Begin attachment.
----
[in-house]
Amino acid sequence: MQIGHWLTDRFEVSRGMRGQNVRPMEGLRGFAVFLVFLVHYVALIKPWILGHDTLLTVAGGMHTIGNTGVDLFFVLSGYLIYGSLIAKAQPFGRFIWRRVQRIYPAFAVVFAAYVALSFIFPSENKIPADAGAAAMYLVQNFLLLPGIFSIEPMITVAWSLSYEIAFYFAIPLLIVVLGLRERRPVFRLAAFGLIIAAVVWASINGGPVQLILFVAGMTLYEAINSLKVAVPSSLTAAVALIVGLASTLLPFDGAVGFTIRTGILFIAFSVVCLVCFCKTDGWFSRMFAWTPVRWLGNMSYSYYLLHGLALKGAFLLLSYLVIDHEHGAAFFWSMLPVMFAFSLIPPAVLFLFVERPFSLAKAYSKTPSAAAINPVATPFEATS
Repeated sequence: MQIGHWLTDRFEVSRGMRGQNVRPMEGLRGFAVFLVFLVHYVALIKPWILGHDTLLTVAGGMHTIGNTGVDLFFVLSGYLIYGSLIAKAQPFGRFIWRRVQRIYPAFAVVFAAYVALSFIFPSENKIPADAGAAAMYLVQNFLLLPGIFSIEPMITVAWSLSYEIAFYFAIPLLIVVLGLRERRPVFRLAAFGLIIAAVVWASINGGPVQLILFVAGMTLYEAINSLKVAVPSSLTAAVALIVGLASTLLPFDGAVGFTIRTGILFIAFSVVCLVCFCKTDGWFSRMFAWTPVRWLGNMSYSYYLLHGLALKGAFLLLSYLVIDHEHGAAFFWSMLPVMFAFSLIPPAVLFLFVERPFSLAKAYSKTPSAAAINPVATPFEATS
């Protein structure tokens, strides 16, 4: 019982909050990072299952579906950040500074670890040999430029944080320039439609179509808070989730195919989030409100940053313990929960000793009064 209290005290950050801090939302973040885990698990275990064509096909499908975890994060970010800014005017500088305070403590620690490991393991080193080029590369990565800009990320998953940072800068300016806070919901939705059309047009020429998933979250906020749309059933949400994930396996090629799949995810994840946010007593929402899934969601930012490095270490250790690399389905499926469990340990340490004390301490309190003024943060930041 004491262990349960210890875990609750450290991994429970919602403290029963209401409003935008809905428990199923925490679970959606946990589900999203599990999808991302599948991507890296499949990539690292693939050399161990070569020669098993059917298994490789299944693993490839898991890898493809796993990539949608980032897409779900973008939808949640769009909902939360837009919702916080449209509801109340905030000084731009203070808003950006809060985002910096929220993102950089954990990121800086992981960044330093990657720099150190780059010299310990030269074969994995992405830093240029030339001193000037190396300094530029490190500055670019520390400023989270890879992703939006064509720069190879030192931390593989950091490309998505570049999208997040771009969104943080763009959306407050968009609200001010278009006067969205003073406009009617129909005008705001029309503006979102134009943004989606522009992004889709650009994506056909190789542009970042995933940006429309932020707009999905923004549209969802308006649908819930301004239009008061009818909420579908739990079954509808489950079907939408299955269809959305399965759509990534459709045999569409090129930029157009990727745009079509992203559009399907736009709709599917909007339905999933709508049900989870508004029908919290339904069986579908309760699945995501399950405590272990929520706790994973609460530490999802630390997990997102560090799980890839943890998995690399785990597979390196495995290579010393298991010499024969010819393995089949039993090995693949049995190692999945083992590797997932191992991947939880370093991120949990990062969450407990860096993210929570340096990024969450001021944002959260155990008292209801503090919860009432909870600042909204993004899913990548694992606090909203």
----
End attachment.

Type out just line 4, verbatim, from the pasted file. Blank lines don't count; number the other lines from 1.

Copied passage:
């Protein structure tokens, strides 16, 4: 019982909050990072299952579906950040500074670890040999430029944080320039439609179509808070989730195919989030409100940053313990929960000793009064 209290005290950050801090939302973040885990698990275990064509096909499908975890994060970010800014005017500088305070403590620690490991393991080193080029590369990565800009990320998953940072800068300016806070919901939705059309047009020429998933979250906020749309059933949400994930396996090629799949995810994840946010007593929402899934969601930012490095270490250790690399389905499926469990340990340490004390301490309190003024943060930041 004491262990349960210890875990609750450290991994429970919602403290029963209401409003935008809905428990199923925490679970959606946990589900999203599990999808991302599948991507890296499949990539690292693939050399161990070569020669098993059917298994490789299944693993490839898991890898493809796993990539949608980032897409779900973008939808949640769009909902939360837009919702916080449209509801109340905030000084731009203070808003950006809060985002910096929220993102950089954990990121800086992981960044330093990657720099150190780059010299310990030269074969994995992405830093240029030339001193000037190396300094530029490190500055670019520390400023989270890879992703939006064509720069190879030192931390593989950091490309998505570049999208997040771009969104943080763009959306407050968009609200001010278009006067969205003073406009009617129909005008705001029309503006979102134009943004989606522009992004889709650009994506056909190789542009970042995933940006429309932020707009999905923004549209969802308006649908819930301004239009008061009818909420579908739990079954509808489950079907939408299955269809959305399965759509990534459709045999569409090129930029157009990727745009079509992203559009399907736009709709599917909007339905999933709508049900989870508004029908919290339904069986579908309760699945995501399950405590272990929520706790994973609460530490999802630390997990997102560090799980890839943890998995690399785990597979390196495995290579010393298991010499024969010819393995089949039993090995693949049995190692999945083992590797997932191992991947939880370093991120949990990062969450407990860096993210929570340096990024969450001021944002959260155990008292209801503090919860009432909870600042909204993004899913990548694992606090909203």